downregulated. Our results suggest that CHS may be a limiting step in the production of anthocyanins in the european plum. Among the two copies of genes for UDP-glucose:flavonoid 3-O-glucosyltransferase, Pd-UFGT 1 expression levels were high in yellow 2 and
Dineshkumar Selvaraj, Sherif Sherif, Mohd Sabri Pak Dek, Gopinadhan Paliyath, Islam El-Sharkawy, and Jayasankar Subramanian
Tomomi Tsuda, Masami Yamaguchi, Chikako Honda, and Takaya Moriguchi
We used RNA blot analysis to examine the expression of six genes of the anthocyanin biosynthesis pathway in the flowers and fruit skins at three developmental stages of white and red peaches and a deep-red nectarine [Prunus persica (L.) Batch]. In the red peach `Akatsuki' and the deep-red nectarine `Flavortop', expression levels of anthocyanin biosynthesis genes were related to anthocyanin accumulation in the fruit skin; expression of all six genes dramatically increased at Stage III of fruit development, and anthocyanin concentration also increased at this stage. In the white peach `Mochizuki', however, expression of the chalcone synthase gene (CHS) and the dihydroflavonol 4-reductase gene (DFR) was undetectable in Stage III, although the chalcone isomerase gene (CHI), the flavanone 3-hydroxylase gene (F3H), the anthocyanidin synthase gene (ANS), and the UDP-glucose-flavonoid 3-O-glucosyltransferase gene (UFGT) were expressed. We occasionally found red pigment in the skin of `Mochizuki' peach. In these red skin areas, both CHS and DFR were clearly expressed in Stage III. These results suggest that CHS and DFR are the key regulatory genes in the process of anthocyanin biosynthesis in mature red peach and nectarine.
Paola S. Cotroneo, Maria P. Russo, Manuela Ciuni, Giuseppe Reforgiato Recupero, and Angela R. Lo Piero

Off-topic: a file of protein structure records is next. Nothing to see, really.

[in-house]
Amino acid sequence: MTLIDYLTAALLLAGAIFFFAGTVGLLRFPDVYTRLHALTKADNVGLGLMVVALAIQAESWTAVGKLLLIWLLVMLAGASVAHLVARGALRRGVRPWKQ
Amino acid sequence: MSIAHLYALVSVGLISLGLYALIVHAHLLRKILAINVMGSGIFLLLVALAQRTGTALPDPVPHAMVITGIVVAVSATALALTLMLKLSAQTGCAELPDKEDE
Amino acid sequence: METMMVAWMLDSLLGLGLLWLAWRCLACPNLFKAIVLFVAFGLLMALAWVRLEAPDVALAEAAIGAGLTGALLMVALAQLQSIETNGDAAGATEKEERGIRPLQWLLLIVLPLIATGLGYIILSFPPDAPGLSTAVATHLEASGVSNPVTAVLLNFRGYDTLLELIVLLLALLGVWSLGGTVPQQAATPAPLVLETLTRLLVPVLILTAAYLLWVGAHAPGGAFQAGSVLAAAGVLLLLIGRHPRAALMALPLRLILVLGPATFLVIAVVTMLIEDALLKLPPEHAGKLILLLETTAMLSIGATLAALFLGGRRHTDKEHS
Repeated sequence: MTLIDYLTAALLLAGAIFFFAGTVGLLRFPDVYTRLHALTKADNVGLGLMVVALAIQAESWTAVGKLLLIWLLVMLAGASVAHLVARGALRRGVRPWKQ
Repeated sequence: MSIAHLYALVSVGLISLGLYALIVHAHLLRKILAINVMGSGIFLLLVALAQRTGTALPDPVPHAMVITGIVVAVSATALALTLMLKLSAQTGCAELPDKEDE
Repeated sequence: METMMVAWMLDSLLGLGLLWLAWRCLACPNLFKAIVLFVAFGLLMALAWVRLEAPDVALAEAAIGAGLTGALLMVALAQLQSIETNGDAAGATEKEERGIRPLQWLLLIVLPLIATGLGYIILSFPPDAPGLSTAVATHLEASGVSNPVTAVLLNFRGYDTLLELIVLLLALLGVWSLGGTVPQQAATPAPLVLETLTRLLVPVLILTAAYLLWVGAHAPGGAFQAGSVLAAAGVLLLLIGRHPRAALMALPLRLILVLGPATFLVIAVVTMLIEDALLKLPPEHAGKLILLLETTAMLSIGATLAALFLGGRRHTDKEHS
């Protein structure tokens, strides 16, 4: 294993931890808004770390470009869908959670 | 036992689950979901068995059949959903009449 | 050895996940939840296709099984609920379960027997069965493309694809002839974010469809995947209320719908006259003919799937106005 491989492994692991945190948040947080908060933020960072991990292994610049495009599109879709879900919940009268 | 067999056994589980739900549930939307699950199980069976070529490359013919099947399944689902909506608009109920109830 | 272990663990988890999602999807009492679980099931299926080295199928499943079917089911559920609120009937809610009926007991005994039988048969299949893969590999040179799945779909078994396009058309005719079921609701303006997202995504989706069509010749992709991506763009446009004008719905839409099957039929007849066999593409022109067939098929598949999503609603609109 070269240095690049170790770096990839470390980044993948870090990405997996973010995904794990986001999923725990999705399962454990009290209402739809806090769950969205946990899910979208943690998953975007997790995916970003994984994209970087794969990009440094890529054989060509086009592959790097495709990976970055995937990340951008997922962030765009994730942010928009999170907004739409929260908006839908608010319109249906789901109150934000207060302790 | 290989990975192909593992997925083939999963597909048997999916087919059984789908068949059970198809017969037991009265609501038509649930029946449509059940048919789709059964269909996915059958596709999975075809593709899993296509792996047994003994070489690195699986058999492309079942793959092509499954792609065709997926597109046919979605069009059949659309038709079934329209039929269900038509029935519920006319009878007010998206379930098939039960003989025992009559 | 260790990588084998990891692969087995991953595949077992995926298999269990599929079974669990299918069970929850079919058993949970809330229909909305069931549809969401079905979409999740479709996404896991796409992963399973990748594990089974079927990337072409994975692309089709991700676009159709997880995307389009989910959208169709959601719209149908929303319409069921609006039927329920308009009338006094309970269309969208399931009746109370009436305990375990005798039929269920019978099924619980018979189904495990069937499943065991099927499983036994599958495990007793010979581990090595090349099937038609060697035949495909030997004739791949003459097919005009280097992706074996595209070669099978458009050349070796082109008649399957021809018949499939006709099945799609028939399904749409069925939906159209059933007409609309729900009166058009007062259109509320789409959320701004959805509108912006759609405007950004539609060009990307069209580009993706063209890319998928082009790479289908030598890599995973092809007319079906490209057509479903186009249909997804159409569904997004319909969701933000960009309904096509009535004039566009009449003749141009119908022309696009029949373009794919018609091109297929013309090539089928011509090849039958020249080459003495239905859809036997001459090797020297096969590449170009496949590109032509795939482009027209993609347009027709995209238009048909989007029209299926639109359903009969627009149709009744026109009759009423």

Genes encoding chalcone synthase (CHS), anthocyanidin synthase (ANS), and UDP-glucose-flavonoid 3-O-glucosyltransferase (UFGT), some of the enzymes of anthocyanin biosynthetic pathway, were assayed in two different experiments using quantitative real-time reverse transcriptase (RT)-PCR, in order to test their transcription levels in the flesh of blood and common orange [Citrus sinensis (L.) Osbeck] fruit, and to investigate their role in anthocyanin accumulation in the same tissue. The first experiment compared a blood orange and a common orange cultivar during seven different fruit maturation stages. This was followed by the test of 11 different genotypes at the end of the winter season. Data collected from the first experiment, over the blood orange cultivar, were statistically analyzed using the Pearson correlation coefficient. Results show that CHS, ANS, and UFGT mRNA transcripts are up- and co-regulated in the blood orange cultivar, whereas they are down-regulated in the common orange cultivar. There is evidence of correspondence between the target genes expression level and the content of the pigment assessed. The second test confirms this correlation and shows that enzyme synthesis levels and pigment accumulation, in plants grown under the same environmental conditions, are dependent on the differences occurring among the genotypes tested. These results suggest that the absence of pigment in the common orange cultivars may be caused by the lack of induction on the structural genes expression. This is the first report on the characterization of the relationships between biosynthetic genes expression and fruit flesh anthocyanin content in blood oranges.